May 11, 2008

The Sunday Salon

Today has been a day to dabble. A few words here, a paragraph there. My mind can't stay in one place, but it is enjoying every encounter.

First I would like to start by saying "It was a dark and stormy night."
Do you know what that is?

It is the first line in A Wrinkle in Time. (Have you read it?) I am rereading this classic young adult fantasy book. I remember so little about it I decided it deserved a second look.
Back to the night. You know, the one that was stormy and dark. It has become a cliche in American writing. Wikipedia informed me that the line is actually an allusion to "the opening words in Edward George Bulwer-Lytton's 1830 novel Paul Clifford." Did you know that? There is whole page dedicated to the pop culture references of said first line.

Second, my friend Chelsie (not to be confused with Chelsea), is having a contest. It is a really fun one so you better go and check it out. You can win your choice of some fabulous books. But really I hope you don't. Cause then I won't be getting the books. But you better not refrain from entering out of some false sense of honor for me, because I sure as heck wouldn't return the favor!

Thirdly, since Thursday I have been giving my writing books a little more love. All the Booking Through Thursday posts inspired me to bring all my writing books to one place and take a look at a few of them. Chelsea and I did a writing exercise I created from Writing fiction: A guide to narrative craft. This is a supremely awesome writing text book that is no longer in print. It is kind of sad actually. The exercises we did is called "Conflict, Crisis, and Resolution" and is a way to brainstorm story ideas.

The other book I started flipping though was The Writer's Handbook 2001. I bought this on a whim for 25 cents thinking it wouldn't be of much use to me. But then I flipped through it today and IT IS SO AMAZING! It is collection of essays and other great stuff about writing. This too is only a the used market, but pick it up if you see a copy. There are also newer versions, but I don't know which one is the most current.

I hope every mother out there is having a fabulous day. My kids didn't get the memo!

Did you spend some brief time with something today but it still impacted you a lot? Tell me about it...

8 comments:

  1. I spent my day dabbling through "Home-Buying for Dummies". I assume putting in to practice what I'm reading will "change my life"!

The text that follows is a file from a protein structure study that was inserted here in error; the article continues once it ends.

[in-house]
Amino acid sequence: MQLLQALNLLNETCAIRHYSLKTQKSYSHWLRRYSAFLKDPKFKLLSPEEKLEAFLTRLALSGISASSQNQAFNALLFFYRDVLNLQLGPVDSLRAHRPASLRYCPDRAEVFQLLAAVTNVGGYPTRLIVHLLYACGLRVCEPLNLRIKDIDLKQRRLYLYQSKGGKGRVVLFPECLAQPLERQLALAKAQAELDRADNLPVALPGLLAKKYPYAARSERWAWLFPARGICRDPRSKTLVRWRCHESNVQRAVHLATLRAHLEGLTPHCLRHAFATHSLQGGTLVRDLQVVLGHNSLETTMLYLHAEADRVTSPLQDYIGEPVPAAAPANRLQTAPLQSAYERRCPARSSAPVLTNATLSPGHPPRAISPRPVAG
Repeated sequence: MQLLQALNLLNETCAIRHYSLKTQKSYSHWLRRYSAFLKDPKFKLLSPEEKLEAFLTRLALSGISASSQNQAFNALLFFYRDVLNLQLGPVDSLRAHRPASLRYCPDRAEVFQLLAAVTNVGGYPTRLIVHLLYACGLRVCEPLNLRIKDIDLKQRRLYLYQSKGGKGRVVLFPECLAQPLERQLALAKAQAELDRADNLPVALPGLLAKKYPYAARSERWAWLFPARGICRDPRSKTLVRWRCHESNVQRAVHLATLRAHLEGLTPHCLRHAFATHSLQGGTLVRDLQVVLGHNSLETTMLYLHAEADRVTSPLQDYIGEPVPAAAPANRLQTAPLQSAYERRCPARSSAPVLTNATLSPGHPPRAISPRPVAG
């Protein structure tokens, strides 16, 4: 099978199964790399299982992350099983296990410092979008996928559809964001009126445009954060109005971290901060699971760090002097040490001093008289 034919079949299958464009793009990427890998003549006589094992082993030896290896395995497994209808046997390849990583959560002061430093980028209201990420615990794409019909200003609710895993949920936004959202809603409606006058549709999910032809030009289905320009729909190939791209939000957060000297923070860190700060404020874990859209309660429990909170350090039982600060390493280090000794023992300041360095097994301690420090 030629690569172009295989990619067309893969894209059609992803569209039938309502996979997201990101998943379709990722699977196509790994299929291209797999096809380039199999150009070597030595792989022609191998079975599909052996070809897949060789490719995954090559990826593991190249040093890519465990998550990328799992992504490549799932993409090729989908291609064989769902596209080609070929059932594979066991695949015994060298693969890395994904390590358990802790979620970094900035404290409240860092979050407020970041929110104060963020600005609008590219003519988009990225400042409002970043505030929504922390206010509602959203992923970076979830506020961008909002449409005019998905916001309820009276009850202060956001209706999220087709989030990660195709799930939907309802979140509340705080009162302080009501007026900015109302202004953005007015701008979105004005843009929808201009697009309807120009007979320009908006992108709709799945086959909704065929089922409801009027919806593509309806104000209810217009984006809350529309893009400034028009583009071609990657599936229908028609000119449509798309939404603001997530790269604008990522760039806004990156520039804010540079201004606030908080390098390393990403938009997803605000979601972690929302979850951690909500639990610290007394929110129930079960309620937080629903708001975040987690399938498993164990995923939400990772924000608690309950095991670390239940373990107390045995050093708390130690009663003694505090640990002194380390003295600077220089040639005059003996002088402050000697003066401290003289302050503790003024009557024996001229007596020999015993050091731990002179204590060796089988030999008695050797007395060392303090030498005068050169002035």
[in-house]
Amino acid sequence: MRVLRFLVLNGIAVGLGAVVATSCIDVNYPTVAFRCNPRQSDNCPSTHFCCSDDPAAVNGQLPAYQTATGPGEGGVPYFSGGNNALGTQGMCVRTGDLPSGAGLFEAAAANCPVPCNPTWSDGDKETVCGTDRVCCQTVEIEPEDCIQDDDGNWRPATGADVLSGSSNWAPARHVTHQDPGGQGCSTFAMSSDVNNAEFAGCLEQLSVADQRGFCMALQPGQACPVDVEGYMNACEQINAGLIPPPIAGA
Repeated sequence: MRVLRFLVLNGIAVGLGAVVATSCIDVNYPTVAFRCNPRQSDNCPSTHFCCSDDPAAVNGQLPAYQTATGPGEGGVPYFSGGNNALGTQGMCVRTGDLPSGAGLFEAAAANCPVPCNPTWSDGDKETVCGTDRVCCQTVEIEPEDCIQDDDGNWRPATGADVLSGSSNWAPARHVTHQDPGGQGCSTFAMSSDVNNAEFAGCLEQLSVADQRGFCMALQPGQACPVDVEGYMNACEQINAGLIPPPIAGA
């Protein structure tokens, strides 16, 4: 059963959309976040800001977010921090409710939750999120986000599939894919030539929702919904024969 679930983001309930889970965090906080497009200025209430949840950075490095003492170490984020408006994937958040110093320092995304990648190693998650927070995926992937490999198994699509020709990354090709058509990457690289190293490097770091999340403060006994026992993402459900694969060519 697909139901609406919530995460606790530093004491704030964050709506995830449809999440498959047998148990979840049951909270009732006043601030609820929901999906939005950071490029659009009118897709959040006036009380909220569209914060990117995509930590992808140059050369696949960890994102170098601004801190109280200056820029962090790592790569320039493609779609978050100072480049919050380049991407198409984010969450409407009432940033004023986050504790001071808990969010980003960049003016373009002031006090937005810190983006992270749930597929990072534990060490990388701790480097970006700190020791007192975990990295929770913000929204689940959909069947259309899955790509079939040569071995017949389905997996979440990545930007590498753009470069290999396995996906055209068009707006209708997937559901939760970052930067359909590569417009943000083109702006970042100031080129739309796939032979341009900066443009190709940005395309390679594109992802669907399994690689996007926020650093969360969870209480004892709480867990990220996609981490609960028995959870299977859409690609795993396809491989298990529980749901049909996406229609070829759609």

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  2. I love to go through writing books. It is another matter that I sel;dom follow those. I too need to re-read A Wrinkle in Time.

    I spent time with my mom. Lots of it.

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  3. I've re-read the whole sequence of L'Engle books over this past year and was very glad I went back to them. They ought to be better known in the Uk than they are.

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  4. The list of pop-culture references for 'A dark and stormy night' was fun. I kind of want to read the source now, 'Paul Clifford'. :P

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  5. I just bought A Wrinkle in Time at Target the other day. I have never read it! I hope to get to it in a few weeks.

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  6. I reread A Wrinkle in Time the other week--and then I read L'Engle's A Circle of Quiet (a memoir) where she talks about the American versus UK versions of Wrinkle. She says: "I was asked if I would mink if the setting of the story were identified as being in America. I replied that I didn't think it was very important, but if they felt it to be essential, go ahead....The English edition begins, 'It was a dark and stormy night in a small village in the United States.'" (She wasn't too happy, I don't think.) Hmmm, I wonder why it may not be as popular in the UK...talk about taking away the magic. [Reviews of both books at my blog.]

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  7. I haven't read A Wrinkle In Time. It's one of those I keep planning on reading then forgetting until it pops up like this. Hopefully I get around to it now!

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  8. Wrinkle in Time is one of my favorites. I loved it as a kid and am still a fan. Unfortunately, I've never been able to get my students into it. It may be on the young side for 7th graders these days.

    I'm glad to see so many people reading it, though.

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